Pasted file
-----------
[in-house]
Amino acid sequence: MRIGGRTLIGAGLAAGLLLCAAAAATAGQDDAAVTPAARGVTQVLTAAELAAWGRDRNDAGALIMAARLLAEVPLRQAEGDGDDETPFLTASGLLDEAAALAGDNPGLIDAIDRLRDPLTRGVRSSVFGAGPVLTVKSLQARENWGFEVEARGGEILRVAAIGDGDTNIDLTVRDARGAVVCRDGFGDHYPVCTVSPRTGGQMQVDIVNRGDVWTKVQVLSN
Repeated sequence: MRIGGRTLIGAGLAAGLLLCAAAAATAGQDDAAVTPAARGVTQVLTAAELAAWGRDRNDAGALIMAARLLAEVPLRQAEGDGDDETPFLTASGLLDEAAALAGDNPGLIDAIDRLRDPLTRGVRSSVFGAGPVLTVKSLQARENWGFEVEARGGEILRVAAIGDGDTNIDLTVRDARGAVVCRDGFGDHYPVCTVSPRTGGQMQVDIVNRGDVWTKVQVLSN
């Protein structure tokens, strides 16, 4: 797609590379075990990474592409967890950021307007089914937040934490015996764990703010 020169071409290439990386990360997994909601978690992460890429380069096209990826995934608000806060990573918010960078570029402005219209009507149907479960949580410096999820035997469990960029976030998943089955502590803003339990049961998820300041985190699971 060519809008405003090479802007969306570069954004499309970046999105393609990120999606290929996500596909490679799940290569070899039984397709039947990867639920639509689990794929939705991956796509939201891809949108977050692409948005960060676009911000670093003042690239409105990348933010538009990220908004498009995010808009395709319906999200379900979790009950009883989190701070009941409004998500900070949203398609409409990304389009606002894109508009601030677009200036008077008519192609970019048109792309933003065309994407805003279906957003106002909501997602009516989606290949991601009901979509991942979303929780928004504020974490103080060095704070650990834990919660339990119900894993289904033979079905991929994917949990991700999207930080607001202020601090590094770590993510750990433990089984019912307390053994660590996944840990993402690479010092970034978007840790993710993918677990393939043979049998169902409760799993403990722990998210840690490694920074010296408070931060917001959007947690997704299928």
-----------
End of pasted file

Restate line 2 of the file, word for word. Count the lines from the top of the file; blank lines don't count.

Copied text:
Amino acid sequence: MRIGGRTLIGAGLAAGLLLCAAAAATAGQDDAAVTPAARGVTQVLTAAELAAWGRDRNDAGALIMAARLLAEVPLRQAEGDGDDETPFLTASGLLDEAAALAGDNPGLIDAIDRLRDPLTRGVRSSVFGAGPVLTVKSLQARENWGFEVEARGGEILRVAAIGDGDTNIDLTVRDARGAVVCRDGFGDHYPVCTVSPRTGGQMQVDIVNRGDVWTKVQVLSN